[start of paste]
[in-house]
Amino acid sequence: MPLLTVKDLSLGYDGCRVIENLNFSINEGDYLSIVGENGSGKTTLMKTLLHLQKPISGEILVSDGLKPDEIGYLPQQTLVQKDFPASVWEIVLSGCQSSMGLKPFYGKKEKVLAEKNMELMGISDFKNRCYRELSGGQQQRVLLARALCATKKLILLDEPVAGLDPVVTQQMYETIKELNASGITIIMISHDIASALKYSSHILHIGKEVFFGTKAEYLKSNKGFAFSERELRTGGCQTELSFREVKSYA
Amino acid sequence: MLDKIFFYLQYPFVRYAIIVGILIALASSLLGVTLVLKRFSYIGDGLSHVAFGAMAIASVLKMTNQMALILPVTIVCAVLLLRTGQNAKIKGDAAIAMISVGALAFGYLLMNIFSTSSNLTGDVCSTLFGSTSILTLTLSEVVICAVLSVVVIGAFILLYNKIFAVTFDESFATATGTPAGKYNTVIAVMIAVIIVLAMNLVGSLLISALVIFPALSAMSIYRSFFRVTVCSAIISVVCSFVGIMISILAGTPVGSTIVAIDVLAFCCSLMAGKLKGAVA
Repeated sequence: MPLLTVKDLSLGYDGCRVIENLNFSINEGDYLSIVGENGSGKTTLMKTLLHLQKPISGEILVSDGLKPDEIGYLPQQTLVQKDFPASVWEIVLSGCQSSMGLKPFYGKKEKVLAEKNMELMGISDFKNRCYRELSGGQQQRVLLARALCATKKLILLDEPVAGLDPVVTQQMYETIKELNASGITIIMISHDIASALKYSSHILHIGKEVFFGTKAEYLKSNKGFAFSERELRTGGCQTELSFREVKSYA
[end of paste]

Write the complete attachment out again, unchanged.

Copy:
[in-house]
Amino acid sequence: MPLLTVKDLSLGYDGCRVIENLNFSINEGDYLSIVGENGSGKTTLMKTLLHLQKPISGEILVSDGLKPDEIGYLPQQTLVQKDFPASVWEIVLSGCQSSMGLKPFYGKKEKVLAEKNMELMGISDFKNRCYRELSGGQQQRVLLARALCATKKLILLDEPVAGLDPVVTQQMYETIKELNASGITIIMISHDIASALKYSSHILHIGKEVFFGTKAEYLKSNKGFAFSERELRTGGCQTELSFREVKSYA
Amino acid sequence: MLDKIFFYLQYPFVRYAIIVGILIALASSLLGVTLVLKRFSYIGDGLSHVAFGAMAIASVLKMTNQMALILPVTIVCAVLLLRTGQNAKIKGDAAIAMISVGALAFGYLLMNIFSTSSNLTGDVCSTLFGSTSILTLTLSEVVICAVLSVVVIGAFILLYNKIFAVTFDESFATATGTPAGKYNTVIAVMIAVIIVLAMNLVGSLLISALVIFPALSAMSIYRSFFRVTVCSAIISVVCSFVGIMISILAGTPVGSTIVAIDVLAFCCSLMAGKLKGAVA
Repeated sequence: MPLLTVKDLSLGYDGCRVIENLNFSINEGDYLSIVGENGSGKTTLMKTLLHLQKPISGEILVSDGLKPDEIGYLPQQTLVQKDFPASVWEIVLSGCQSSMGLKPFYGKKEKVLAEKNMELMGISDFKNRCYRELSGGQQQRVLLARALCATKKLILLDEPVAGLDPVVTQQMYETIKELNASGITIIMISHDIASALKYSSHILHIGKEVFFGTKAEYLKSNKGFAFSERELRTGGCQTELSFREVKSYA